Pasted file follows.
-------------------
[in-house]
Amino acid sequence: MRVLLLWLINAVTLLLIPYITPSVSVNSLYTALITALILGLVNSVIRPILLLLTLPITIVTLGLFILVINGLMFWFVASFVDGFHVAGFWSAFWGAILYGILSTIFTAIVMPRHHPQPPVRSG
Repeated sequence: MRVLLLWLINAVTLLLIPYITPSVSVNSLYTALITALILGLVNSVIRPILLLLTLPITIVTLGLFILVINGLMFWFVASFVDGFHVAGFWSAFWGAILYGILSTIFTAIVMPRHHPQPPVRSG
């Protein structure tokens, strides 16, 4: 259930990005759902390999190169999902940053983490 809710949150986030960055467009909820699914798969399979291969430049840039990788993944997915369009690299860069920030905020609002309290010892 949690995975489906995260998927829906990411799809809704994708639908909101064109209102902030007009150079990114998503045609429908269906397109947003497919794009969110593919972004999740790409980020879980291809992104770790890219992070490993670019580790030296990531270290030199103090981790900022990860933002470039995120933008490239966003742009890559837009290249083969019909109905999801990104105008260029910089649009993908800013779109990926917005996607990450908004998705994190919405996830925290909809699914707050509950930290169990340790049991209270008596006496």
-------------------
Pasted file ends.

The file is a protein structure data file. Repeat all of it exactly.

[in-house]
Amino acid sequence: MRVLLLWLINAVTLLLIPYITPSVSVNSLYTALITALILGLVNSVIRPILLLLTLPITIVTLGLFILVINGLMFWFVASFVDGFHVAGFWSAFWGAILYGILSTIFTAIVMPRHHPQPPVRSG
Repeated sequence: MRVLLLWLINAVTLLLIPYITPSVSVNSLYTALITALILGLVNSVIRPILLLLTLPITIVTLGLFILVINGLMFWFVASFVDGFHVAGFWSAFWGAILYGILSTIFTAIVMPRHHPQPPVRSG
């Protein structure tokens, strides 16, 4: 259930990005759902390999190169999902940053983490 809710949150986030960055467009909820699914798969399979291969430049840039990788993944997915369009690299860069920030905020609002309290010892 949690995975489906995260998927829906990411799809809704994708639908909101064109209102902030007009150079990114998503045609429908269906397109947003497919794009969110593919972004999740790409980020879980291809992104770790890219992070490993670019580790030296990531270290030199103090981790900022990860933002470039995120933008490239966003742009890559837009290249083969019909109905999801990104105008260029910089649009993908800013779109990926917005996607990450908004998705994190919405996830925290909809699914707050509950930290169990340790049991209270008596006496």